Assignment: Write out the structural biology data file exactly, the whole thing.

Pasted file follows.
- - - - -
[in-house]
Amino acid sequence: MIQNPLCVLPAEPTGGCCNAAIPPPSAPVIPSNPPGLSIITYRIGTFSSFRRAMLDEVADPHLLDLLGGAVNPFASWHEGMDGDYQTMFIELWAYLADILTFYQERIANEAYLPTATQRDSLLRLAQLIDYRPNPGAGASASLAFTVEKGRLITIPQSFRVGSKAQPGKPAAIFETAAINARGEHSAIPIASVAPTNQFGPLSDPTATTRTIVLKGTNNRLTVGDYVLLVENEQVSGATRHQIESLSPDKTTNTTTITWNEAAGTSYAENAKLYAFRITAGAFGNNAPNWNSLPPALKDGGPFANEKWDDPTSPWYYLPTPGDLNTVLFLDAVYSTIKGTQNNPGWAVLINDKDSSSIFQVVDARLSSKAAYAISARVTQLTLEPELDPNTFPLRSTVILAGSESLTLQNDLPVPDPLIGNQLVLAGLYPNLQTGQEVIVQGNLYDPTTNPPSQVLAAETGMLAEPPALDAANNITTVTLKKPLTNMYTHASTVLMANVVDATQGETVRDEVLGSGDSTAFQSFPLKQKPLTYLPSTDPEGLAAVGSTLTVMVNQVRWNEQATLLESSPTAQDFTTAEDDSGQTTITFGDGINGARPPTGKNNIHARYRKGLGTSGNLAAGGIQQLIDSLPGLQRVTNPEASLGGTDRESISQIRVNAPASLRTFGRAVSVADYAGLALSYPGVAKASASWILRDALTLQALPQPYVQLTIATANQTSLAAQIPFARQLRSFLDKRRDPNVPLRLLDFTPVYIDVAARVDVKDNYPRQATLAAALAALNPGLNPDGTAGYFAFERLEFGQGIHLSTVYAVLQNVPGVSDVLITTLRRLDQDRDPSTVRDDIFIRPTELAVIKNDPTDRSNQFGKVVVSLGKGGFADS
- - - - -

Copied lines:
[in-house]
Amino acid sequence: MIQNPLCVLPAEPTGGCCNAAIPPPSAPVIPSNPPGLSIITYRIGTFSSFRRAMLDEVADPHLLDLLGGAVNPFASWHEGMDGDYQTMFIELWAYLADILTFYQERIANEAYLPTATQRDSLLRLAQLIDYRPNPGAGASASLAFTVEKGRLITIPQSFRVGSKAQPGKPAAIFETAAINARGEHSAIPIASVAPTNQFGPLSDPTATTRTIVLKGTNNRLTVGDYVLLVENEQVSGATRHQIESLSPDKTTNTTTITWNEAAGTSYAENAKLYAFRITAGAFGNNAPNWNSLPPALKDGGPFANEKWDDPTSPWYYLPTPGDLNTVLFLDAVYSTIKGTQNNPGWAVLINDKDSSSIFQVVDARLSSKAAYAISARVTQLTLEPELDPNTFPLRSTVILAGSESLTLQNDLPVPDPLIGNQLVLAGLYPNLQTGQEVIVQGNLYDPTTNPPSQVLAAETGMLAEPPALDAANNITTVTLKKPLTNMYTHASTVLMANVVDATQGETVRDEVLGSGDSTAFQSFPLKQKPLTYLPSTDPEGLAAVGSTLTVMVNQVRWNEQATLLESSPTAQDFTTAEDDSGQTTITFGDGINGARPPTGKNNIHARYRKGLGTSGNLAAGGIQQLIDSLPGLQRVTNPEASLGGTDRESISQIRVNAPASLRTFGRAVSVADYAGLALSYPGVAKASASWILRDALTLQALPQPYVQLTIATANQTSLAAQIPFARQLRSFLDKRRDPNVPLRLLDFTPVYIDVAARVDVKDNYPRQATLAAALAALNPGLNPDGTAGYFAFERLEFGQGIHLSTVYAVLQNVPGVSDVLITTLRRLDQDRDPSTVRDDIFIRPTELAVIKNDPTDRSNQFGKVVVSLGKGGFADS